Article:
The Standard Electrical Dictionary

  1. Potential

    Potential in general may be treated as an attribute of a point in space, and may express the potential energy which a unit mass would have if placed at that point. This conception of potential is that of a property attributable to a point in space, such that if a unit mass were placed there the forces acting upon it would supply the force factor of energy, while the body would supply the mass factor. This property is expressible in units, which produce, if the supposed mass is a unit mass, units of work or energy, but potential itself is neither. Thus taking gravitation, a pound mass on the surface of the earth (assuming it to be a sphere of 4,000 miles radius) would require the expenditure of 21,120,000 foot pounds to remove it to an infinite distance against gravity. The potential of a point in space upon the surface of the earth is therefore negative and is represented by -21,120,000*32.2 foot poundals (32.2 = acceleration of gravity). (See Poundal.) In practice and conventionally all points on the earth's surface are taken as of zero potential. [Transcriber's note; 21,120,000 foot pounds is about 8 KWh.]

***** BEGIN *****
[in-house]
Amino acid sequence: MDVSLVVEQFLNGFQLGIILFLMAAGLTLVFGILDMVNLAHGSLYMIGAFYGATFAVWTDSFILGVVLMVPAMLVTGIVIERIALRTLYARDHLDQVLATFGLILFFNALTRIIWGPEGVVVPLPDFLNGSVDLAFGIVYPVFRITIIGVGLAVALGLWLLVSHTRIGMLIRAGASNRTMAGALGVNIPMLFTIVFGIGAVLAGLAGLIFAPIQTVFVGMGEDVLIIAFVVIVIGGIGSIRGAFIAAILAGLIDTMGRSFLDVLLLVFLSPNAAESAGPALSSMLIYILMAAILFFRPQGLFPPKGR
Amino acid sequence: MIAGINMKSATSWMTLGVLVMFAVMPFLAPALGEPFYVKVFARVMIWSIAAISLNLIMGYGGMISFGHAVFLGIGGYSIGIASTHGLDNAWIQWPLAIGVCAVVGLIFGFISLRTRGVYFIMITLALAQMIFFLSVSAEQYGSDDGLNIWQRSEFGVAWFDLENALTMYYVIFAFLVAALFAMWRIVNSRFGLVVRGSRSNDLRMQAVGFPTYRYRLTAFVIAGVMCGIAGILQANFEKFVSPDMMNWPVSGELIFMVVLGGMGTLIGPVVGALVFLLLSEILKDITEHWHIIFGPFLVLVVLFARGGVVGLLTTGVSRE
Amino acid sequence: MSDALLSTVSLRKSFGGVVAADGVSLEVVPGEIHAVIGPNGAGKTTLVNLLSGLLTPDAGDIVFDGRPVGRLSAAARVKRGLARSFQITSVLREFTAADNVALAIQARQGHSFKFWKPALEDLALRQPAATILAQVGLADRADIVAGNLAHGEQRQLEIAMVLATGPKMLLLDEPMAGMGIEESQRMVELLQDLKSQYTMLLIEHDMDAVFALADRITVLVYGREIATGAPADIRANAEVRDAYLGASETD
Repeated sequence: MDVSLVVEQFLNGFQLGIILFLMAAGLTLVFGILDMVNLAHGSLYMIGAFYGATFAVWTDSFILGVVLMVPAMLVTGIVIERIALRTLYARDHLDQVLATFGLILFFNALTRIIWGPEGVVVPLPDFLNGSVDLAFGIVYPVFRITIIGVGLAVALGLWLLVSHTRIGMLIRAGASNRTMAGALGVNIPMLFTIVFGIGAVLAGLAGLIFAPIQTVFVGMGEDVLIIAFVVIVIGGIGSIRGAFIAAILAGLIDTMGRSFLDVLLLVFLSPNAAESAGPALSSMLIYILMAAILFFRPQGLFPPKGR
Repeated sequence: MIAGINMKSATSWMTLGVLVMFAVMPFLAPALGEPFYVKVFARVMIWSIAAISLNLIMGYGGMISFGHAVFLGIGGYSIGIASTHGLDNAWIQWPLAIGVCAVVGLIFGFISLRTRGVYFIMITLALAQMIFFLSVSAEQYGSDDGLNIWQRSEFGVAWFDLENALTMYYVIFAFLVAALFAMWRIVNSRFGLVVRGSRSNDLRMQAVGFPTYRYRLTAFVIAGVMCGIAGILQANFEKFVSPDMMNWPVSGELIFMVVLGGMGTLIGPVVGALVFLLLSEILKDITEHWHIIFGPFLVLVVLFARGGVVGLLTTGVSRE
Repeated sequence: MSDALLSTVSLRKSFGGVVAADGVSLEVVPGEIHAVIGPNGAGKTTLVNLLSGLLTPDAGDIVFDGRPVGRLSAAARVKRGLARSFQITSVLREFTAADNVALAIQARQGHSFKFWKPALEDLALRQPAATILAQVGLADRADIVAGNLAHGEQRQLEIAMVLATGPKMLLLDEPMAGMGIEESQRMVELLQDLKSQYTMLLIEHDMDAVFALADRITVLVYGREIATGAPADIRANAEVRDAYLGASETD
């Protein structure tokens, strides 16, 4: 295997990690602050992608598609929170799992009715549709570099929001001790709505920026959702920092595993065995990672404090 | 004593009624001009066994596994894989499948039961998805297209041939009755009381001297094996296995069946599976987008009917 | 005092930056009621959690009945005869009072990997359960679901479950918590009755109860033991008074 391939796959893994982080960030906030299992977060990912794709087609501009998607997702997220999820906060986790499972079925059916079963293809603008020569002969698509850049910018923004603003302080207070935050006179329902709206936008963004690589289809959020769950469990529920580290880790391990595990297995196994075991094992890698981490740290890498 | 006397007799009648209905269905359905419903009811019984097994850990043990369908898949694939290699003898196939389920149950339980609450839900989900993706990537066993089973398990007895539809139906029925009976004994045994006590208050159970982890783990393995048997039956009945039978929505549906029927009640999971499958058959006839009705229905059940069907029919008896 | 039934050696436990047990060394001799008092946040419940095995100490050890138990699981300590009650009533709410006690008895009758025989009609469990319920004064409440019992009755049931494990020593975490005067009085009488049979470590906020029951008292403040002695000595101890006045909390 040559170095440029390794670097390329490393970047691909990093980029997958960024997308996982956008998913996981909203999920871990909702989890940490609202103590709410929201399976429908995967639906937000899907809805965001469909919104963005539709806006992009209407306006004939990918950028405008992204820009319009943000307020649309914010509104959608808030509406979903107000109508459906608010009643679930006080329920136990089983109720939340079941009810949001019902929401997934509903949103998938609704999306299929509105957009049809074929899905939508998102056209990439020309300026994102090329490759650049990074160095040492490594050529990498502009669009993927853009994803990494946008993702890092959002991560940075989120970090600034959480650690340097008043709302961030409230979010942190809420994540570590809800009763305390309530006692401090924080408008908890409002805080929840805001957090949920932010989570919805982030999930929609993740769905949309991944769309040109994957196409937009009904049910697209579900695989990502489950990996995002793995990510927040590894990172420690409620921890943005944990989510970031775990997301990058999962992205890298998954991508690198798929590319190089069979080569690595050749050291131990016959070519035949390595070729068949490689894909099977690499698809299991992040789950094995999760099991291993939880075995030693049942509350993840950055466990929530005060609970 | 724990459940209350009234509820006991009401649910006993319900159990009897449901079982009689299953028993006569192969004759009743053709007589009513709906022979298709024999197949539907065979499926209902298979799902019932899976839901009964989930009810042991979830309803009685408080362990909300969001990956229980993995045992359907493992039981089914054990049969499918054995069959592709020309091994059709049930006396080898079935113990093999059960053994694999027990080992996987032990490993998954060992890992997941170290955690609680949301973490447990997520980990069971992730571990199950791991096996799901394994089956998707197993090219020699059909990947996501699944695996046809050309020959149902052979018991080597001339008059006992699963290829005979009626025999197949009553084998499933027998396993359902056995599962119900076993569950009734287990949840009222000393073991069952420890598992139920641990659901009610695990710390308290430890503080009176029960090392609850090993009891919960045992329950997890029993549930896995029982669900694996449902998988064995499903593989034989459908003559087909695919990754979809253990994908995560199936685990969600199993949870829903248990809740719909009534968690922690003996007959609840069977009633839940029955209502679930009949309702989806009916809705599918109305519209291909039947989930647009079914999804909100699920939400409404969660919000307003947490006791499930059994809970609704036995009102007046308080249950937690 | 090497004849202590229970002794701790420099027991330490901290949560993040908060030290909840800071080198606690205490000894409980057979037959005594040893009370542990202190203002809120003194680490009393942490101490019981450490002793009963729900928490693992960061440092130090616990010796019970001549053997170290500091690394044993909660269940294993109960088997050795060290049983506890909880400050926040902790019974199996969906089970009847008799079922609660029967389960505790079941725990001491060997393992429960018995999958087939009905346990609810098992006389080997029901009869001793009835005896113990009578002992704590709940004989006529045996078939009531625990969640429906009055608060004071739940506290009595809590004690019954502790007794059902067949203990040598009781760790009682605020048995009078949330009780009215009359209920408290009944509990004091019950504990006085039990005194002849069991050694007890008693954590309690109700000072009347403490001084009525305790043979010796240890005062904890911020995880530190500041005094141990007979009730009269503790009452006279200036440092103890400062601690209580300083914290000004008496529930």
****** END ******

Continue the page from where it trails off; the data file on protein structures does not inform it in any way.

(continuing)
Editors Contribution

  1. potentialnoun

    Positive order used to represent dialectal speech supported by one or more primordial poles. 0.) Having or showing the capacity to become or develop into something in the future. 1.) Latent qualities or abilities that may be developed and lead to future success or usefulness. 2.) The quantity determining the energy of mass in gravitational field or of charge in an electric field.

    I based my potential on my energy of being whom I am.

    Etymology: Gifted

    Submitted by Tehorah_Elyon on March 12, 2024  

  2. potential

    The ability or capacity to create.

    The potential for the future use of the software was so clear, we were delighted.

    Submitted by MaryC on February 19, 2020  

Matched Categories

British National Corpus

  1. Spoken Corpus Frequency

    Rank popularity for the word 'Potential' in Spoken Corpus Frequency: #1558

  2. Written Corpus Frequency

    Rank popularity for the word 'Potential' in Written Corpus Frequency: #2792

  3. Nouns Frequency

    Rank popularity for the word 'Potential' in Nouns Frequency: #965

  4. Adjectives Frequency

    Rank popularity for the word 'Potential' in Adjectives Frequency: #189

How to pronounce Potential?

How to say Potential in sign language?


  1. Chaldean Numerology